Breeding Contempt

Breeding Contempt: The History of Coerced Sterilization in the United States

Mark A. Largent
Copyright Date: 2008
Published by: Rutgers University Press
Pages: 228
https://www.jstor.org/stable/j.ctt5hhz9f
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  • Book Info
    Breeding Contempt
    Book Description:

    Most closely associated with the Nazis and World War II atrocities, eugenics is sometimes described as a government-orchestrated breeding program, other times as a pseudo-science, and often as the first step leading to genocide. Less frequently it is recognized as a movement having links to the United States. But eugenicsdoeshave a history in this country, and Mark A. Largent tells that story by exploring one of its most disturbing aspects, the compulsory sterilization of more than 64,000 Americans.The book begins in the mid-nineteenth century, when American medical doctors began advocating the sterilization of citizens they deemed degenerate. By the turn of the twentieth century, physicians, biologists, and social scientists championed the cause, and lawmakers in two-thirds of the United States enacted laws that required the sterilization of various criminals, mental health patients, epileptics, and syphilitics. The movement lasted well into the latter half of the century, and Largent shows how even today the sentiments that motivated coerced sterilization persist as certain public figures advocate compulsory birth control-such as progesterone shots for male criminals or female welfare recipients-based on the same assumptions and motivations that had brought about thousands of coerced sterilizations decades ago.

    eISBN: 978-0-8135-4380-2
    Subjects: History, Health Sciences, History of Science & Technology

Table of Contents

  1. Front Matter
    (pp. i-vi)
  2. Table of Contents
    (pp. vii-viii)
  3. Acknowledgments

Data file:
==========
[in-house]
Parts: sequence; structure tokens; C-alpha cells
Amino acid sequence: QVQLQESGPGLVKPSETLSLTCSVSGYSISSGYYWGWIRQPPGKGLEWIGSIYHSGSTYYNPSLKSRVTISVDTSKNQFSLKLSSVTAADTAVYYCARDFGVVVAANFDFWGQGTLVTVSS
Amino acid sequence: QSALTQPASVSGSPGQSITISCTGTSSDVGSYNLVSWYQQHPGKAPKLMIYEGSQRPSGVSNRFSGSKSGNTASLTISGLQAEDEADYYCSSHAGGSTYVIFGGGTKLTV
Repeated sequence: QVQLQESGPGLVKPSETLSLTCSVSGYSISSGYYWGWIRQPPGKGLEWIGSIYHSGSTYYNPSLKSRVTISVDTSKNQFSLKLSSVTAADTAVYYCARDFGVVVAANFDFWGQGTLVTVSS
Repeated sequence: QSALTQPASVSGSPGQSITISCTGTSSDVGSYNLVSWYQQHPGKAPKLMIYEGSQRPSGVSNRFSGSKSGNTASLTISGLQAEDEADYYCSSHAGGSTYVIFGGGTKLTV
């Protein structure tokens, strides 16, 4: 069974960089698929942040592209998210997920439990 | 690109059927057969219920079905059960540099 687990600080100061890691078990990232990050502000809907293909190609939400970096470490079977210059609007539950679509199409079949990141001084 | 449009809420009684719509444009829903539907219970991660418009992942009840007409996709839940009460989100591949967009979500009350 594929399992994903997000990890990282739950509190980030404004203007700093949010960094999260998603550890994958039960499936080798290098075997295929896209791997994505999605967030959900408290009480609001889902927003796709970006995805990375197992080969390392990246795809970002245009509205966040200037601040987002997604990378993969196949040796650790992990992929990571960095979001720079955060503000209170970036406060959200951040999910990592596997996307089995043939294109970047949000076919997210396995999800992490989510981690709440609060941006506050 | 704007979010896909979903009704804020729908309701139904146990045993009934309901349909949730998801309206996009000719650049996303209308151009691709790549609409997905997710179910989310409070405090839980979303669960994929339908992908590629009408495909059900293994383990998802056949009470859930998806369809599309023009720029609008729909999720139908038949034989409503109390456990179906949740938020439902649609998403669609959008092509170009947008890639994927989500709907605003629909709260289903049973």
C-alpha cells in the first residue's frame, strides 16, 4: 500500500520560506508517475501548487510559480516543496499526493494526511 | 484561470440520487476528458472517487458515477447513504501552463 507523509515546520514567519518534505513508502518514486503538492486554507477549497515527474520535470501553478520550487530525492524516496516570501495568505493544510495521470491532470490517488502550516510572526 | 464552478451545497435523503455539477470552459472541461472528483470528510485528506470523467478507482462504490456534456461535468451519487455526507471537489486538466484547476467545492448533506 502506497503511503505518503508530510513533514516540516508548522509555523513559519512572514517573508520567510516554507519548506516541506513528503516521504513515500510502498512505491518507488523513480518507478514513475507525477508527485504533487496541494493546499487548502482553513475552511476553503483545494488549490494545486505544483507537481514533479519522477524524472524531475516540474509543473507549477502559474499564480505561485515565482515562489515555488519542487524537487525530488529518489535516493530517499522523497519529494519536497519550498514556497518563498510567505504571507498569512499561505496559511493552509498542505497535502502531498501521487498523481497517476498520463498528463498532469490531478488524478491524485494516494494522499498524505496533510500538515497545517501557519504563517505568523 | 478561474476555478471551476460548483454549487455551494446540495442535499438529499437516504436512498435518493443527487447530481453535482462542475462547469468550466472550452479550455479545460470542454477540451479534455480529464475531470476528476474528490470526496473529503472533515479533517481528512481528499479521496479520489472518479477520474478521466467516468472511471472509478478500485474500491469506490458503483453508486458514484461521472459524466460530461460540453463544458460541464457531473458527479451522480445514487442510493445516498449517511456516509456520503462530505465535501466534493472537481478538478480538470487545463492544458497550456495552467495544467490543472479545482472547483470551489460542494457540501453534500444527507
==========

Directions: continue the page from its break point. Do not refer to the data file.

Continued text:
(pp. ix-xii)
  4. Introduction: In the Name of Progress
    (pp. 1-10)

    American physicians coercively sterilized tens of thousands of their patients over the last 150 years. Their efforts began around 1850, and by the 1890s the movement had grown into a full-blown crusade to sterilize or asexualize people who doctors believed would produce undesirable children. Even though they exerted significant influence on American culture, physicians alone could not garner the public support and ultimately the legislation necessary to allow them to coercively sterilize the unfit. Shortly after the turn of the century, several other groups of professionals joined them, including biologists, social scientists, and lawyers. Within four decades, two-thirds of the...

  5. CHAPTER 1 Nipping the Problem in the Bud
    (pp. 11-38)

    The first professionals to advocate coerced sterilization as a solution to America’s social ills were physicians interested in reducing the incidence of crime, or, more accurately, in reducing the number of criminals who produced children who would themselves presumably demonstrate the weaknesses they inherited from their parents. Degeneracy, transferred from parent to child through either genetic or cultural inheritance, was a concept that drew increasing study throughout the latter half of the nineteenth century. American physicians used the termdegenerateto describe anyone who exhibited diminished mental, moral, or sexual capacities, and they believed that the sources of degeneracy were...

  6. CHAPTER 2 Eugenics and the Professionalization of American Biology
    (pp. 39-63)